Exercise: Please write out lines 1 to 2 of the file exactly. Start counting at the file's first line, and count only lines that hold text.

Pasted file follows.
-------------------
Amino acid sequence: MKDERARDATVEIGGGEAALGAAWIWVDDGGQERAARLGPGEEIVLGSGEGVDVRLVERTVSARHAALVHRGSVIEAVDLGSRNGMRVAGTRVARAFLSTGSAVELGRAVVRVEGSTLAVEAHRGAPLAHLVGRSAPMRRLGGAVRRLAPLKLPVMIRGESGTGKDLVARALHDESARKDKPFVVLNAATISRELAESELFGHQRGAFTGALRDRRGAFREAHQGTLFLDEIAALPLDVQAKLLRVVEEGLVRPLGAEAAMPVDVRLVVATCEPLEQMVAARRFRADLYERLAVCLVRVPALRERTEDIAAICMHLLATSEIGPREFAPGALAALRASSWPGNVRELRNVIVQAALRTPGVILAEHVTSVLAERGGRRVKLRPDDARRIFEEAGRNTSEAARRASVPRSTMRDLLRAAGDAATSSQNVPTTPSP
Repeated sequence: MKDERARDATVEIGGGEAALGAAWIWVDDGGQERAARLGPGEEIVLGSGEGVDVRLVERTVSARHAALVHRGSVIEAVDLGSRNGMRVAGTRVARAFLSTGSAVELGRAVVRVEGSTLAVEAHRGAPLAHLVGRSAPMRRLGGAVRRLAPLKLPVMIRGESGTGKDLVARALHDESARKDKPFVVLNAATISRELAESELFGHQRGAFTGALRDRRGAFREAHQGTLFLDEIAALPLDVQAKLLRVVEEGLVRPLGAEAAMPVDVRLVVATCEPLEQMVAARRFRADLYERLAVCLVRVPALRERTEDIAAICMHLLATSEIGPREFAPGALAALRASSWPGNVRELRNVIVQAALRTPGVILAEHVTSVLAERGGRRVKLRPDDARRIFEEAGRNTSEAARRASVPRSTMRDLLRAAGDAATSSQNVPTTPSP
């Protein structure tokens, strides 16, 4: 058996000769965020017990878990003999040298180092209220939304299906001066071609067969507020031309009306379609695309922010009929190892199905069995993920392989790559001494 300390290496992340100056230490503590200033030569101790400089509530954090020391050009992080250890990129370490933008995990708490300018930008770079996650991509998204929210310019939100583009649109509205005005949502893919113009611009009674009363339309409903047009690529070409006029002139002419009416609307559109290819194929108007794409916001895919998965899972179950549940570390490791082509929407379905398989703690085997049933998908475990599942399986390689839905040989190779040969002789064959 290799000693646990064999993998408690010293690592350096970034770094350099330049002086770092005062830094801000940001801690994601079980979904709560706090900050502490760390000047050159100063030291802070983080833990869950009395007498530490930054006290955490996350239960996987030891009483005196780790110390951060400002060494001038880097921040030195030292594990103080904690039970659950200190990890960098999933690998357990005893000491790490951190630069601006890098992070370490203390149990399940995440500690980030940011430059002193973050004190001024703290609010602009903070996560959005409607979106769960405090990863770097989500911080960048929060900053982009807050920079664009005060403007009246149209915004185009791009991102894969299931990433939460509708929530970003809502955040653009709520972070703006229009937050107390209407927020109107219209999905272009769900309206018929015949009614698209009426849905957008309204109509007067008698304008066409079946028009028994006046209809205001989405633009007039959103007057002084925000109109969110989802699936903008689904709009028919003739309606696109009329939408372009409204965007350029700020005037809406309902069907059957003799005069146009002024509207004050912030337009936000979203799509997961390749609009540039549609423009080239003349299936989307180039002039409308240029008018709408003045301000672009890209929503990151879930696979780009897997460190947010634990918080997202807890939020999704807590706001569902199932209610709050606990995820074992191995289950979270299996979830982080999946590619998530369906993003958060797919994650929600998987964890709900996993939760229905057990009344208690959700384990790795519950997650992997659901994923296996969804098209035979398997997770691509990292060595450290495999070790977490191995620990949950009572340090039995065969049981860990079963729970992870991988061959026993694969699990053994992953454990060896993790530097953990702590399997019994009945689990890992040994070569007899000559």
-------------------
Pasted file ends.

Amino acid sequence: MKDERARDATVEIGGGEAALGAAWIWVDDGGQERAARLGPGEEIVLGSGEGVDVRLVERTVSARHAALVHRGSVIEAVDLGSRNGMRVAGTRVARAFLSTGSAVELGRAVVRVEGSTLAVEAHRGAPLAHLVGRSAPMRRLGGAVRRLAPLKLPVMIRGESGTGKDLVARALHDESARKDKPFVVLNAATISRELAESELFGHQRGAFTGALRDRRGAFREAHQGTLFLDEIAALPLDVQAKLLRVVEEGLVRPLGAEAAMPVDVRLVVATCEPLEQMVAARRFRADLYERLAVCLVRVPALRERTEDIAAICMHLLATSEIGPREFAPGALAALRASSWPGNVRELRNVIVQAALRTPGVILAEHVTSVLAERGGRRVKLRPDDARRIFEEAGRNTSEAARRASVPRSTMRDLLRAAGDAATSSQNVPTTPSP
Repeated sequence: MKDERARDATVEIGGGEAALGAAWIWVDDGGQERAARLGPGEEIVLGSGEGVDVRLVERTVSARHAALVHRGSVIEAVDLGSRNGMRVAGTRVARAFLSTGSAVELGRAVVRVEGSTLAVEAHRGAPLAHLVGRSAPMRRLGGAVRRLAPLKLPVMIRGESGTGKDLVARALHDESARKDKPFVVLNAATISRELAESELFGHQRGAFTGALRDRRGAFREAHQGTLFLDEIAALPLDVQAKLLRVVEEGLVRPLGAEAAMPVDVRLVVATCEPLEQMVAARRFRADLYERLAVCLVRVPALRERTEDIAAICMHLLATSEIGPREFAPGALAALRASSWPGNVRELRNVIVQAALRTPGVILAEHVTSVLAERGGRRVKLRPDDARRIFEEAGRNTSEAARRASVPRSTMRDLLRAAGDAATSSQNVPTTPSP